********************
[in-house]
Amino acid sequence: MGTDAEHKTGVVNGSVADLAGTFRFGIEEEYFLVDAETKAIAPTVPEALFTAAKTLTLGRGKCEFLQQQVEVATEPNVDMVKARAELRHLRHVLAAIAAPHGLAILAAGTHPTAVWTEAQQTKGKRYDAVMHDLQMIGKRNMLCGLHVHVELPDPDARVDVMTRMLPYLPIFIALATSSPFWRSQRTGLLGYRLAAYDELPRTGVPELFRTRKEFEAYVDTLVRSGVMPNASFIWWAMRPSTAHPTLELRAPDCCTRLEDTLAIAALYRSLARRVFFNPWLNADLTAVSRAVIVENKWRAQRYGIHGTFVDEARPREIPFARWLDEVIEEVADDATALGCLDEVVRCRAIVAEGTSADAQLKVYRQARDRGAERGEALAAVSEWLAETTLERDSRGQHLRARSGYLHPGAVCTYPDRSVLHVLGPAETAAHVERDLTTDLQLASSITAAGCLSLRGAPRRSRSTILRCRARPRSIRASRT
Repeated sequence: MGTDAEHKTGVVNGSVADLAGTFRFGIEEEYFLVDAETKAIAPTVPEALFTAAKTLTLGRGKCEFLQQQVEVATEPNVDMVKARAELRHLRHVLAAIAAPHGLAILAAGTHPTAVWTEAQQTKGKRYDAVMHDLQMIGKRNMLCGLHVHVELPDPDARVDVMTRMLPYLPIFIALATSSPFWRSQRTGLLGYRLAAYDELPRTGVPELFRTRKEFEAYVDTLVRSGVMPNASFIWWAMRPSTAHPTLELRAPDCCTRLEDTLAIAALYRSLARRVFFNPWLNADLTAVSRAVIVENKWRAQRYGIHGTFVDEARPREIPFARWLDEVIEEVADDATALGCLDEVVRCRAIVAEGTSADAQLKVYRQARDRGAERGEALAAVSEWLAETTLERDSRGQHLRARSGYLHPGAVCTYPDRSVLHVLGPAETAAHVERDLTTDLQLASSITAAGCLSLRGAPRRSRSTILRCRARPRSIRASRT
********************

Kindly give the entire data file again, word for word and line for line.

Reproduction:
[in-house]
Amino acid sequence: MGTDAEHKTGVVNGSVADLAGTFRFGIEEEYFLVDAETKAIAPTVPEALFTAAKTLTLGRGKCEFLQQQVEVATEPNVDMVKARAELRHLRHVLAAIAAPHGLAILAAGTHPTAVWTEAQQTKGKRYDAVMHDLQMIGKRNMLCGLHVHVELPDPDARVDVMTRMLPYLPIFIALATSSPFWRSQRTGLLGYRLAAYDELPRTGVPELFRTRKEFEAYVDTLVRSGVMPNASFIWWAMRPSTAHPTLELRAPDCCTRLEDTLAIAALYRSLARRVFFNPWLNADLTAVSRAVIVENKWRAQRYGIHGTFVDEARPREIPFARWLDEVIEEVADDATALGCLDEVVRCRAIVAEGTSADAQLKVYRQARDRGAERGEALAAVSEWLAETTLERDSRGQHLRARSGYLHPGAVCTYPDRSVLHVLGPAETAAHVERDLTTDLQLASSITAAGCLSLRGAPRRSRSTILRCRARPRSIRASRT
Repeated sequence: MGTDAEHKTGVVNGSVADLAGTFRFGIEEEYFLVDAETKAIAPTVPEALFTAAKTLTLGRGKCEFLQQQVEVATEPNVDMVKARAELRHLRHVLAAIAAPHGLAILAAGTHPTAVWTEAQQTKGKRYDAVMHDLQMIGKRNMLCGLHVHVELPDPDARVDVMTRMLPYLPIFIALATSSPFWRSQRTGLLGYRLAAYDELPRTGVPELFRTRKEFEAYVDTLVRSGVMPNASFIWWAMRPSTAHPTLELRAPDCCTRLEDTLAIAALYRSLARRVFFNPWLNADLTAVSRAVIVENKWRAQRYGIHGTFVDEARPREIPFARWLDEVIEEVADDATALGCLDEVVRCRAIVAEGTSADAQLKVYRQARDRGAERGEALAAVSEWLAETTLERDSRGQHLRARSGYLHPGAVCTYPDRSVLHVLGPAETAAHVERDLTTDLQLASSITAAGCLSLRGAPRRSRSTILRCRARPRSIRASRT